like falling, but from where and to what?
And then the strange sensation simply faded away.
When she opened her eyes, she was standing in a very different place.
Emily recoiled in shock. She was standing in the middle of a stone-walled cell, staring at a door that seemed to be made of solid iron. Half-convinced she was hallucinating–perhaps it had been something worse than alcohol that she’d drunk, after all–she stumbled forward until her fingers were pressed against the door. It felt cold and alarmingly real to her senses. There was no handle in the door, no place for her to try to force the door open and escape. The room felt depressingly like a prison cell.
Swallowing hard, Emily ran her fingers over the stonework, feeling faint tingles as her fingertips touched the mortar binding the wall together. It felt like the castles she’d read about, the buildings that had been constructed long before concrete or other modern building materials had enabled the artists to use their imagination properly. There was a faint sense of
pervading through the stone, as if it was hundreds of years old. It certainly
hundreds of years old.
Where was she?
Desperately, Emily looked from wall to wall, seeking a way out of the cell. But there was nothing, not even a window; the only source of light was a tiny lantern hanging from the ceiling. There was no bed, no place for her to lay her head; not even a pallet of straw like she’d seen in the historical recreations she’d attended with her drama group. And how had she come to be here? Had she been arrested? Impatiently, she dismissed the thought as silly. The police wouldn’t have put her in a stone cell and they wouldn’t have had to spike her drink to arrest her.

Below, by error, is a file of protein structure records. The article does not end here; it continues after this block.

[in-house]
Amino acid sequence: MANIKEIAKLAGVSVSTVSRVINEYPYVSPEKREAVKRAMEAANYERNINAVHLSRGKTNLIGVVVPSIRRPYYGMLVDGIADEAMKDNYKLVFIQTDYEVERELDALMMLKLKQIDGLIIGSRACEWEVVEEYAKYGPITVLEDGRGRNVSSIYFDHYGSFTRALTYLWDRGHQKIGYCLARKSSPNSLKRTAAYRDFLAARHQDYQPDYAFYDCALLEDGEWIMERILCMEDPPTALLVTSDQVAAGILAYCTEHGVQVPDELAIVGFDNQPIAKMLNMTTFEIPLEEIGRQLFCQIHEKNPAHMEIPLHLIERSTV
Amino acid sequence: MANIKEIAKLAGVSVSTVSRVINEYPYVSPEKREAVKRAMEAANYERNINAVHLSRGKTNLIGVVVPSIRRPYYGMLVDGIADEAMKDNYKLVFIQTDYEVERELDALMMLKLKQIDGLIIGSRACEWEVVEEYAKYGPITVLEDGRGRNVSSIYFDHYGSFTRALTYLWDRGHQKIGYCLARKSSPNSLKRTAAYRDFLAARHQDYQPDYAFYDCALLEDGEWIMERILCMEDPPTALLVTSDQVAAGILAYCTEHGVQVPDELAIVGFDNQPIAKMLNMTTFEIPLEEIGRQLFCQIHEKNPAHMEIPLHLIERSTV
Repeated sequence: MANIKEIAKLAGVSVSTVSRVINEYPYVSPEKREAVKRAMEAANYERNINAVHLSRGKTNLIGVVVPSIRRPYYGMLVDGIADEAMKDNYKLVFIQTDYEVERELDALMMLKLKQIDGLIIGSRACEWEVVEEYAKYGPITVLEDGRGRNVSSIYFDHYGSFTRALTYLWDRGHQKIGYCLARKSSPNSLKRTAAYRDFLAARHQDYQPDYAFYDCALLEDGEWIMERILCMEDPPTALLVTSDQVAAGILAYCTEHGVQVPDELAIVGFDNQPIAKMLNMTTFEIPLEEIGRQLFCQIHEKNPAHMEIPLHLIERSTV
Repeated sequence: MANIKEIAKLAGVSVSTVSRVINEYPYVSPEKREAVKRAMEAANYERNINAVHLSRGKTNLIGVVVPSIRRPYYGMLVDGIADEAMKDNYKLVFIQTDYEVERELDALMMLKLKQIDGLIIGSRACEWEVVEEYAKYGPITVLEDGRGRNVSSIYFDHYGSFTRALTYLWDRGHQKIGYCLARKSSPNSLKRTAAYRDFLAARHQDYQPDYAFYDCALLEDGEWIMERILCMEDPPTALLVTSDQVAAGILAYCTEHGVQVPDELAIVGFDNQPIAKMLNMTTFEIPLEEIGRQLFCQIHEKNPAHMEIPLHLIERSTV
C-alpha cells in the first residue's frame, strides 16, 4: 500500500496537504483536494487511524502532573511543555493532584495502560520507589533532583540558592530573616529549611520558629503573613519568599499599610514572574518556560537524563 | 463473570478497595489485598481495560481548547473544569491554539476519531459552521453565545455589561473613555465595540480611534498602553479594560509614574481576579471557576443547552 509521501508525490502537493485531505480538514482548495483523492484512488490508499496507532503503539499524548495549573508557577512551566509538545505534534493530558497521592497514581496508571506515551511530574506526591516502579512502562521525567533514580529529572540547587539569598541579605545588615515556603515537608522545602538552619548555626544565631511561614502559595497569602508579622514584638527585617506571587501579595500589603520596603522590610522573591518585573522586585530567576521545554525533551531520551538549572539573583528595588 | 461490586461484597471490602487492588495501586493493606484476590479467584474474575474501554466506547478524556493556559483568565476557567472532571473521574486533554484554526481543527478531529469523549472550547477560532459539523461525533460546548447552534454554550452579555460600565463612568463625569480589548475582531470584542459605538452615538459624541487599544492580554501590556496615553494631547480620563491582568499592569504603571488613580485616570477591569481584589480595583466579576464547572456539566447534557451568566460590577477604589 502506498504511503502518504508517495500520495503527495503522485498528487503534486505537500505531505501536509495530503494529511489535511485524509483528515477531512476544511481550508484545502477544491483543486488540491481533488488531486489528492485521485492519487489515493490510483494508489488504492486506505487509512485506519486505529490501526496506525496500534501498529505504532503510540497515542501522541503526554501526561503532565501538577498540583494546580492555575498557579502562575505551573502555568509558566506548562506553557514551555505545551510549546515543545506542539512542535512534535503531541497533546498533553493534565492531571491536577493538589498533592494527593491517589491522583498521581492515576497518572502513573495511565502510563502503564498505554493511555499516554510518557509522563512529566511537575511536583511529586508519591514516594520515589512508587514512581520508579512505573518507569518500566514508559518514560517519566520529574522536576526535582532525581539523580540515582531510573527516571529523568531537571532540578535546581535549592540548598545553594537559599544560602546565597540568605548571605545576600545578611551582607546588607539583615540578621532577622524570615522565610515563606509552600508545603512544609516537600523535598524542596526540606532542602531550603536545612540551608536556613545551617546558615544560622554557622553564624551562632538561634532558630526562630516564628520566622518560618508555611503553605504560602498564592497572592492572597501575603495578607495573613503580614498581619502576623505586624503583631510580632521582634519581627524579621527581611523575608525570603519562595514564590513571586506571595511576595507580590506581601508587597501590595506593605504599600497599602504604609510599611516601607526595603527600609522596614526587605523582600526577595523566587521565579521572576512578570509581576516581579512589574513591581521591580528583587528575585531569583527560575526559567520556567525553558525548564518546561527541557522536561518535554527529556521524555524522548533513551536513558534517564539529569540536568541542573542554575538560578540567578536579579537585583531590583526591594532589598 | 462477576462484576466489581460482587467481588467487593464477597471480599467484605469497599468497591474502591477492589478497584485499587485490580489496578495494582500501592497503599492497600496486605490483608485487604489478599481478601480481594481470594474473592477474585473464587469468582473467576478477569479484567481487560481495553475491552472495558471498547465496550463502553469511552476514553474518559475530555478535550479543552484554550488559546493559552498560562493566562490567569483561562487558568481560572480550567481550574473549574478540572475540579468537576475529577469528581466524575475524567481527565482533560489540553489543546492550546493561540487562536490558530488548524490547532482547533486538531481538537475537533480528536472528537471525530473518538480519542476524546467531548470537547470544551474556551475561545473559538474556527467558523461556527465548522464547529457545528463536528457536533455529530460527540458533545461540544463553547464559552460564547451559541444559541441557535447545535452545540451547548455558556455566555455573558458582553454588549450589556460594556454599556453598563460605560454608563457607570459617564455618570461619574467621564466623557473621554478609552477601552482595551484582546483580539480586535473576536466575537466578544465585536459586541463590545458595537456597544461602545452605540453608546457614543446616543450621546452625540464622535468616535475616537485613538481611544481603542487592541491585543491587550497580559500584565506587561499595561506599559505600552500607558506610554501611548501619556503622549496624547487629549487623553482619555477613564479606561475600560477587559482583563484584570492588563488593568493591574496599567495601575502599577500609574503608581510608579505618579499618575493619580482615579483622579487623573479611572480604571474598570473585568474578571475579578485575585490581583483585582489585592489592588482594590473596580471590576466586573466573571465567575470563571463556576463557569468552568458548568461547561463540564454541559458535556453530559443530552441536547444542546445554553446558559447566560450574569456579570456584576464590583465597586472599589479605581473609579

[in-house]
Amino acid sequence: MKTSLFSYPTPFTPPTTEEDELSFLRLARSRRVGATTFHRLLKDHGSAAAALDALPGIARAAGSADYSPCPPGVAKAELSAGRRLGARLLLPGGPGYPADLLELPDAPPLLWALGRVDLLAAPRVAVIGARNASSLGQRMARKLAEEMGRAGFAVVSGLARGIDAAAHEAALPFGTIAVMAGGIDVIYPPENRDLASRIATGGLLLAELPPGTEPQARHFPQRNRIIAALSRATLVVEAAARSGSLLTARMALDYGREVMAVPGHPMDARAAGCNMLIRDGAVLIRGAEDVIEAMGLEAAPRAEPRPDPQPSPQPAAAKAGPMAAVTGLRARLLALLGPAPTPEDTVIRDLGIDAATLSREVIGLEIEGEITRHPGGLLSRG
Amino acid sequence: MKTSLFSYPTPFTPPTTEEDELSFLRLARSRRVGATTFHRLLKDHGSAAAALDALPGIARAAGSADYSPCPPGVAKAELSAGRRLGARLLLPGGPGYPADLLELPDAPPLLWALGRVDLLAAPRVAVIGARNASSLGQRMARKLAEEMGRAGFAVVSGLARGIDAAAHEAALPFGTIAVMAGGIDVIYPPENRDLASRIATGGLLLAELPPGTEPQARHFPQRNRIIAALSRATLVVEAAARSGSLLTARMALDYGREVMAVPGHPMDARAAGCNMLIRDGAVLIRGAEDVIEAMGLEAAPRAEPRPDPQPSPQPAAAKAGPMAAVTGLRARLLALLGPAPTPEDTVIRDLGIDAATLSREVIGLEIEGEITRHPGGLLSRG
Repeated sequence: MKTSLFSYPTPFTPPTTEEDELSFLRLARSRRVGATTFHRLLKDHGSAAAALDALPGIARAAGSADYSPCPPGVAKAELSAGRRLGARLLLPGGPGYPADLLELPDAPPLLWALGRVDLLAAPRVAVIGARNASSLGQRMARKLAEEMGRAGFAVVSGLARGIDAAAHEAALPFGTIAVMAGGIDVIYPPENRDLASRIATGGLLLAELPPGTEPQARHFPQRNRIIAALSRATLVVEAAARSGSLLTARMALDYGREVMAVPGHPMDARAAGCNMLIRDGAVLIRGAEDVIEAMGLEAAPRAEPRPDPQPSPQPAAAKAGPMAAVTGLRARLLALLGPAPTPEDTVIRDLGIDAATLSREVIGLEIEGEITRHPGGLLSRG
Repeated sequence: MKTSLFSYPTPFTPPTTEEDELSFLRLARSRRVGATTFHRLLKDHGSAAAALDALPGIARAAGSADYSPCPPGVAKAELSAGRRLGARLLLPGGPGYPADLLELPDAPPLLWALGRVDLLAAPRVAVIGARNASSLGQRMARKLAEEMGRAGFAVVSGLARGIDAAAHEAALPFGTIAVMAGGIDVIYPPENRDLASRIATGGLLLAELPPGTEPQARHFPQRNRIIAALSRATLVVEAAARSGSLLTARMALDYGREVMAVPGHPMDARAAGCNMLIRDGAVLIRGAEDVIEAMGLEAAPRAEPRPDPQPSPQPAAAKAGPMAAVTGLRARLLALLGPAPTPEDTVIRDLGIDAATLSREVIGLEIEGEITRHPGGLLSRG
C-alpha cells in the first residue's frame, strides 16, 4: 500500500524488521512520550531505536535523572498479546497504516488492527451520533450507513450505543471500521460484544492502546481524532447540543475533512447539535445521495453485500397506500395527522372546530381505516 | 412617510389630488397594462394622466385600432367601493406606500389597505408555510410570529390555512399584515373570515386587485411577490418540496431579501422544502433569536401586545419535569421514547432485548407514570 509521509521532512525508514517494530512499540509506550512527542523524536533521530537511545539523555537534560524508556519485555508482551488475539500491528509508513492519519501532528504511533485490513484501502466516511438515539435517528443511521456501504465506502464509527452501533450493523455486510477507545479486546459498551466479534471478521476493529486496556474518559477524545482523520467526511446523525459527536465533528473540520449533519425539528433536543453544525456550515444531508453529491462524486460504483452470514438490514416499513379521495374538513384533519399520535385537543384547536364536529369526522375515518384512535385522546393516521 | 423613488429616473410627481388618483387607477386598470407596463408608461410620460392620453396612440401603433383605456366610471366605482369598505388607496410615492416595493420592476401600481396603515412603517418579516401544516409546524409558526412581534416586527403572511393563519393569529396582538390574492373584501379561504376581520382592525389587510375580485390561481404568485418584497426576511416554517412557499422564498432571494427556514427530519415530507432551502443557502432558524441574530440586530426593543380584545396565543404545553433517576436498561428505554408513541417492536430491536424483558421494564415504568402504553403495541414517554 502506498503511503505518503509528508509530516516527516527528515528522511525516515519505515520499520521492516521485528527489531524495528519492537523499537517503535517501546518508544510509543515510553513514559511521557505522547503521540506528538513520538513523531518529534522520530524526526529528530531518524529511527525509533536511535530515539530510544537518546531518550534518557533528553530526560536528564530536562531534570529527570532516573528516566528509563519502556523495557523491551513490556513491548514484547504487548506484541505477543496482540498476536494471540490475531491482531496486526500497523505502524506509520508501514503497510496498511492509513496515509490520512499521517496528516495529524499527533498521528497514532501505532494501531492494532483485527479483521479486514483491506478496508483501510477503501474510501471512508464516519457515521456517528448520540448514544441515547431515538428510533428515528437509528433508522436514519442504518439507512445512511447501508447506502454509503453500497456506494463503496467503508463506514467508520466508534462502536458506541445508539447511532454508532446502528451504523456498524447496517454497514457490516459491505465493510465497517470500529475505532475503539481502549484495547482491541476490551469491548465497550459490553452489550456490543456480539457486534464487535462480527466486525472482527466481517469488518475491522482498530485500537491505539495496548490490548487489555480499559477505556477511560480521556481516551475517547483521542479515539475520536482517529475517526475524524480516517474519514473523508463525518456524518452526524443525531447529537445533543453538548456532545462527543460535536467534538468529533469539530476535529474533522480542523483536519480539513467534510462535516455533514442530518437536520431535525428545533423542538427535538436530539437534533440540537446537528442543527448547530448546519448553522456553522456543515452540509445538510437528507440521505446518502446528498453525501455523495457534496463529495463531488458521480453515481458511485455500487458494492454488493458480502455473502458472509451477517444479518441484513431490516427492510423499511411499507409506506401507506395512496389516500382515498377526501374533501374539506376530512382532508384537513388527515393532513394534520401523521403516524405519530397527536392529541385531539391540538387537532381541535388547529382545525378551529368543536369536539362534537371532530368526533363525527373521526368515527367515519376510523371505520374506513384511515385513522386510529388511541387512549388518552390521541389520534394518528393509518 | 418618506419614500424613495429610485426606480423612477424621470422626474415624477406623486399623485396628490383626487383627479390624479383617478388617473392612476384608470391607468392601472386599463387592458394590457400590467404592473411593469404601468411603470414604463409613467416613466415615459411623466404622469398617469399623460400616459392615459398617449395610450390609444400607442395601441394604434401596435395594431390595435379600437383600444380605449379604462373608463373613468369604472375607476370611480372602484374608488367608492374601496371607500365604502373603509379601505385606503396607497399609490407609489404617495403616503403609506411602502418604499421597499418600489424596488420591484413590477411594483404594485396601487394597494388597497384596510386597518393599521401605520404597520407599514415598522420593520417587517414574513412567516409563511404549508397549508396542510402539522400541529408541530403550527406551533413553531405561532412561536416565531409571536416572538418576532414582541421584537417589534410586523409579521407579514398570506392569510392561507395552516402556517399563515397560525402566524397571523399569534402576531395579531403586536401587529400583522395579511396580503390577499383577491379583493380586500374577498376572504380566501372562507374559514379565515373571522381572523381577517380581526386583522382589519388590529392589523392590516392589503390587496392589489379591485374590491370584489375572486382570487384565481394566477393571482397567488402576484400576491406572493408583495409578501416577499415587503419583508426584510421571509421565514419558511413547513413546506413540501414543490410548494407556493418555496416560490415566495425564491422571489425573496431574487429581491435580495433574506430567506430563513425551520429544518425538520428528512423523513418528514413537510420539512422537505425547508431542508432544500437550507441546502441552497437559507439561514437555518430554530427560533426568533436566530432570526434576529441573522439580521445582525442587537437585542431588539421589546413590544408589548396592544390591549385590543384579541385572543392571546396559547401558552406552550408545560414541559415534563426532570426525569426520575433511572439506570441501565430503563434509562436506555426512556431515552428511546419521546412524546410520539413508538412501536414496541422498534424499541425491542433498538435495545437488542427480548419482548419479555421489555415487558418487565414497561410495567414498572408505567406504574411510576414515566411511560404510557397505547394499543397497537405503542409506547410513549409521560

A hundred scenarios her mother had warned her about ran though her mind; her captor could be a rapist, a serial killer, or a kidnapper intent on using her to extort money from her parents. Emily would have laughed at the thought a day ago–her stepfather wouldn’t have paid
to recover her from a kidnapper–but it wasn’t so funny now. What would a kidnapper do when he discovered that he’d kidnapped a worthless girl?
A clatter that came from outside the iron door rang through the cell and Emily looked up sharply. She would have sworn that the iron door was solid, but all of a sudden a tiny hatch appeared in the metal and a pair of bright red eyes peered in at her. There was something so utterly inhuman about them that Emily recoiled, convinced that they belonged to a monster. Or a devil. There was a second rattle at the door, which then blurred into a set of iron bars, revealing a hooded figure standing outside the cell. His eyes, half-hidden under his hood, weren’t just red; they were
. The rest of his face was obscured in darkness.
Behind him, there were more stone walls. A pair of skeletons stood against the wall as if they’d been left there to rot. Something about them caught Emily’s attention before she saw the first skeleton begin to move, walking forward as if it were still flesh and blood. The second skeleton turned its head until it was looking directly at Emily, the sightless eye-sockets seeming to peer deeply into her soul. Emily felt her blood running cold, suddenly convinced, right to the very core of her being, that this was no ordinary kidnapping. She must be a very long way from home.